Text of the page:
The African Peer Review Mechanism (APRM) is a mutually agreed instrument voluntarily acceded to by the Member States of the African Union (AU) as an African self-monitoring mechanism. The APRM is a bold, unique and innovative approach designed and implemented by Africans for Africa.
The APRM aims to put in motion a strategic re-orientation towards the validation of universal as well as African values and accelerate the process of intra-African cooperation and integration.
Without doubt, the APRM therefore will be a key driver of African renaissance and rebirth, and is a centre piece of the NEPAD process for the socio-economic development of Africa.
Its mandate is to ensure that the policies and practices of participating countries conform to the agreed values in the following four focus areas: democracy and political governance; economic governance; corporate governance; and socio-economic development.
The APR process entails periodic reviews of the policies and practices of participating countries to ascertain progress being made towards achieving the mutually agreed goals and compliance in the four focus areas, namely Democracy and Political Governance, Economic Governance and Management, Corporate Governance, and Socio-Economic Development. National ownership and leadership by the participating country are essential factors underpinning the effectiveness of the APRM.
The APRM process is designed to be open and participatory.
The APRM is also guided by the principles of transparency, accountability, technical competence, credibility and it should be free from manipulation.
The APRM is not meant to exclude or punish countries. There is no conditionality attached to the mechanism.
Structures of the APRM
1. The Committee of Participating Heads of State and Government (APR Forum) is the highest decision making authority in the APRM;
2. The Panel of Eminent Persons (APR Panel) oversees the review process to ensure integrity, consider reports and make recommendations to the APR Forum;
3. The APRM Secretariat (APR Secretariat) provides secretarial, technical, coordinating and administrative support for the APRM; and
4. The Country Review Team (APR Team) visits the country to review progress with the Country’s Program of Action and produces the APRM Report on the country.
The APRM process looks at four focus areas referred to as the Thematic Areas as follows:
1. Democracy and Good Political Governance
2. Economic Governance & Management
3. Corporate Governance
4. Socio-economic Development
The APRM is a voluntary mechanism open to any AU country. A country formally joins the APRM upon depositing the signed Memorandum of Understanding (MOU) of March 9, 2003 at the NEPAD Secretariat.
As of February 2008, 29 countries had formally joined the APRM by signing the MOU on the APRM. Algeria, Burkina Faso, Republic of Congo, Ethiopia, Ghana and Kenya signed the MOU in March 2003; Cameroon, Gabon and Mali in April and May 2003; Mauritius, Mozambique, Nigeria, Rwanda, Senegal, South Africa, Uganda, Egypt and Benin in March 2004; Malawi, Lesotho, Tanzania, Angola and Sierra Leone in July 2004; Sudan and Zambia in January 2006; Sao Tome and Principe in January 2007; Djibouti in July 2007 and Mauritania in January 2008. This is more than half of the AU’s 53 countries.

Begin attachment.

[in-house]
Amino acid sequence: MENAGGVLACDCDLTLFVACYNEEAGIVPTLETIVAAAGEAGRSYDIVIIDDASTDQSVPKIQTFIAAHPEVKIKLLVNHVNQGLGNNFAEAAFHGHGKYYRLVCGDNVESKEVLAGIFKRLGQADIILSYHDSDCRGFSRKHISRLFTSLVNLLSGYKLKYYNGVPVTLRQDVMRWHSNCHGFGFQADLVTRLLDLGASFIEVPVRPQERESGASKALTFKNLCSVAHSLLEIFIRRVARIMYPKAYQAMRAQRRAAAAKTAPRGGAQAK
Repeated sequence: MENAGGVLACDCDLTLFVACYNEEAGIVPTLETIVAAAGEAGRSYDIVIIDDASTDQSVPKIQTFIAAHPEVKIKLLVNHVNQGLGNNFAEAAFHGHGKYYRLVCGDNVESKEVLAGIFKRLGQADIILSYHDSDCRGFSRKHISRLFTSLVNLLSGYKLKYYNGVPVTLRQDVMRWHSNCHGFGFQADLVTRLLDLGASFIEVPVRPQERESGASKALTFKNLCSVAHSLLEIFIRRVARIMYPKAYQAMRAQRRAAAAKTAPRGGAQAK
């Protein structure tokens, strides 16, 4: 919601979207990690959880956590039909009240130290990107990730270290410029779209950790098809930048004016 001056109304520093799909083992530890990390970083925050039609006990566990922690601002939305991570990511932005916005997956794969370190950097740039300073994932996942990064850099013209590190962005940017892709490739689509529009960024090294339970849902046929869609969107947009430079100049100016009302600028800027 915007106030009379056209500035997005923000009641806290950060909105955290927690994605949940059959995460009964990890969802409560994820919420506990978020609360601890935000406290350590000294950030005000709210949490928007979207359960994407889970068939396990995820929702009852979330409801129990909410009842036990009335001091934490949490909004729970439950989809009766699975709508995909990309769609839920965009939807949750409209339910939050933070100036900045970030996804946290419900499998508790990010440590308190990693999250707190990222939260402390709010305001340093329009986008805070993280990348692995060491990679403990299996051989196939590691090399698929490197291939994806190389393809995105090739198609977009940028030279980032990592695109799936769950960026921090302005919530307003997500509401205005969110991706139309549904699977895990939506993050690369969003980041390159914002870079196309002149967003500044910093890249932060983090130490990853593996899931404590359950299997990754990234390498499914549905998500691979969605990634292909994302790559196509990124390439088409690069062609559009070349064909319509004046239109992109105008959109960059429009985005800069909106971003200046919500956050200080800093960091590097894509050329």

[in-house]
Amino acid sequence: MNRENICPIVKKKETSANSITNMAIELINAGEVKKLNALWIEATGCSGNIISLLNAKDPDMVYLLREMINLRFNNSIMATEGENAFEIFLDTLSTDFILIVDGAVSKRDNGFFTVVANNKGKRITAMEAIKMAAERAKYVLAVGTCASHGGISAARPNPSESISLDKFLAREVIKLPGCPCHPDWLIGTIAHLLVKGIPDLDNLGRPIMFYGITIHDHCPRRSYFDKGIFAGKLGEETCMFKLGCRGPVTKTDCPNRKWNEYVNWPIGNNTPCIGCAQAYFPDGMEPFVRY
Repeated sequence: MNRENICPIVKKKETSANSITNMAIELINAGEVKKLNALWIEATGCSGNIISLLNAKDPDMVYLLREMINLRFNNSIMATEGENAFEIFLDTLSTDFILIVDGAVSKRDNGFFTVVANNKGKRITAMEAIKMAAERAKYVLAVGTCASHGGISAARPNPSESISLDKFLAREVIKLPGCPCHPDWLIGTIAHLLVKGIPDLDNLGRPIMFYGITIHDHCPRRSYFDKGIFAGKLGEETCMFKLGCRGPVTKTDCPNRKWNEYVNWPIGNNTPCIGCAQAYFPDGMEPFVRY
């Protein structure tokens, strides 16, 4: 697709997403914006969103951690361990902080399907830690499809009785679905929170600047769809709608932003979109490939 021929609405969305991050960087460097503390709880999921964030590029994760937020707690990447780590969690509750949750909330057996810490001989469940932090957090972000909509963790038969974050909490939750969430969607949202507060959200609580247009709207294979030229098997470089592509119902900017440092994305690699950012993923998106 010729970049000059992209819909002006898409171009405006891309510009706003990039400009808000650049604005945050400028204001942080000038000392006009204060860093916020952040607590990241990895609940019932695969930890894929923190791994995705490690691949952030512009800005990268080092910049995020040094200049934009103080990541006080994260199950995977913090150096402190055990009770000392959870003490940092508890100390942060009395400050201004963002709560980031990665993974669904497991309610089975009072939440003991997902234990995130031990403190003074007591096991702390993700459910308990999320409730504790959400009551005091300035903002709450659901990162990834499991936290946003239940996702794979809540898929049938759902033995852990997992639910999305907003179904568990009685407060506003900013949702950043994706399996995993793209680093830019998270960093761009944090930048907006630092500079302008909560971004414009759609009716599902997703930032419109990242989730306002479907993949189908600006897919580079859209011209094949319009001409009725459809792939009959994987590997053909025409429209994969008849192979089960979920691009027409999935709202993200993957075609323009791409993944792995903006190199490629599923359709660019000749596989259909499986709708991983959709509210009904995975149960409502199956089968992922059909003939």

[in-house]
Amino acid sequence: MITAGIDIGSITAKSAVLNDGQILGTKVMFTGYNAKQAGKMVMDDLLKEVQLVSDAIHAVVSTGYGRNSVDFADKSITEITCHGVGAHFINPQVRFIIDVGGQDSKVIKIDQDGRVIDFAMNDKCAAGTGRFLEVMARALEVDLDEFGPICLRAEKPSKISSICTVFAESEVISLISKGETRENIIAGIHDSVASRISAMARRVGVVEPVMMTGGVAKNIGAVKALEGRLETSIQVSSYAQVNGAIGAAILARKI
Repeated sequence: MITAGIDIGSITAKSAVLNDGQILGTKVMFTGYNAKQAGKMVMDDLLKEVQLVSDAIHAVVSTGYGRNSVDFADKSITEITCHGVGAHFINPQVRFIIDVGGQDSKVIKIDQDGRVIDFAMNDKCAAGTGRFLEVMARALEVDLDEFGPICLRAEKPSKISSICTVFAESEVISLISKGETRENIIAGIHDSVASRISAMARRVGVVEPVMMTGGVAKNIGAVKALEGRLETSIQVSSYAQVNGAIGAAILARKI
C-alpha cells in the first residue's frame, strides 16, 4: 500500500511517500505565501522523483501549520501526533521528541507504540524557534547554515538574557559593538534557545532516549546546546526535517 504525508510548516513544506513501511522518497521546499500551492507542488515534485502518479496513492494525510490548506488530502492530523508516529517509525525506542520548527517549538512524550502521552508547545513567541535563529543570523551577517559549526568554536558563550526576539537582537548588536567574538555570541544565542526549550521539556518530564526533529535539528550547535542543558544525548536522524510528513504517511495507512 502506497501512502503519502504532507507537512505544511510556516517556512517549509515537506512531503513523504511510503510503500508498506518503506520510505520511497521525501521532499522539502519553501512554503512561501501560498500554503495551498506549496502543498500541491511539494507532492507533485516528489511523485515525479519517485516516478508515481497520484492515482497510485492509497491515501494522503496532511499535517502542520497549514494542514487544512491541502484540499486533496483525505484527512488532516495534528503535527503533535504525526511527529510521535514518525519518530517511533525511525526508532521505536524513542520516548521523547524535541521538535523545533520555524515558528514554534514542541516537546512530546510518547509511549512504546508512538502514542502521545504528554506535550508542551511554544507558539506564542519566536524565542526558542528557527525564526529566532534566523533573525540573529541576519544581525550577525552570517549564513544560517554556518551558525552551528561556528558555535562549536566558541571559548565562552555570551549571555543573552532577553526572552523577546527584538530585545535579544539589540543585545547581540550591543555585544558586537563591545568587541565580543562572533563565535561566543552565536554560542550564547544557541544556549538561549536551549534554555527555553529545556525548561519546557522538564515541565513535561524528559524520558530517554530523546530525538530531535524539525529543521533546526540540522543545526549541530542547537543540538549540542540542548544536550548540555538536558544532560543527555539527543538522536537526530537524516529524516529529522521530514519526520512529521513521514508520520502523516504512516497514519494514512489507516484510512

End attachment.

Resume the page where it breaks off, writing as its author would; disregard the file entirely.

This is the Committee of the Heads of State and Government of the countries voluntarily participating in the APRM. It is the highest decision-making body and could be considered like the board of directors which has the final say over the whole process. They appoint the APR Panel, look after the funding, discuss the country reports, apply the peer pressure and transmit the reports to the relevant AU structures.
This can be considered as the management or the executive of the APRM that directs and manages its operations. They are ‘appointed to oversee the review process to ensure the integrity of the process, to consider review reports and to make recommendations to the APR Forum’.
The panel consists of 7 eminent persons of ‘high moral stature and demonstrated commitment to the ideals of Pan Africanism’ who, moreover, have ‘expertise in the areas of political governance, macro-economic management, public financial management and corporate governance’. Its composition should also reflect a regional, gender and cultural balance.
The panel members are nominated by the participating countries, short listed by a Committee of Ministers, appointed by the APR Forum and serve for up to four years (five for the chairman)
The Secretariat provides ‘the secretarial, technical, coordinating and administrative support services for the APRM’. It is ‘supervised directly by the Chairperson of the APR Panel at the policy level and in the day-to-day management and administration by an Executive Officer’. The Secretariat is based in Midrand, South Africa, not far from the NEPAD secretariat.
Egypt and APRM
Egypt acceded to APRM in March 2004. According to the timetable proposed the peer review process for the country was implemented in late 2006 through 2007.
An APRM team visited Egypt in December 2007, for the first time, to carry out consultations with the government, and with officials, political parties, parliamentarians and representatives of civil society organizations (including the media, academia, trade unions, business, professional bodies)’. The purpose: to study the country’s means to achieving good governance and development.
The APRM team expressed their full appreciation of Egypt’s professed commitment to the goals and policies of the African Peer Review Mechanism. Egypt was also hailed for facilitating APR assignments by providing the information needed for APRM team to prepare their report.
In January 2008, Egypt took part in the high level meetings of NEPAD Implementation Committee and the African Peer Review Mechanism on the sidelines of the Azhar University summit, Addis Ababa, Ethiopia.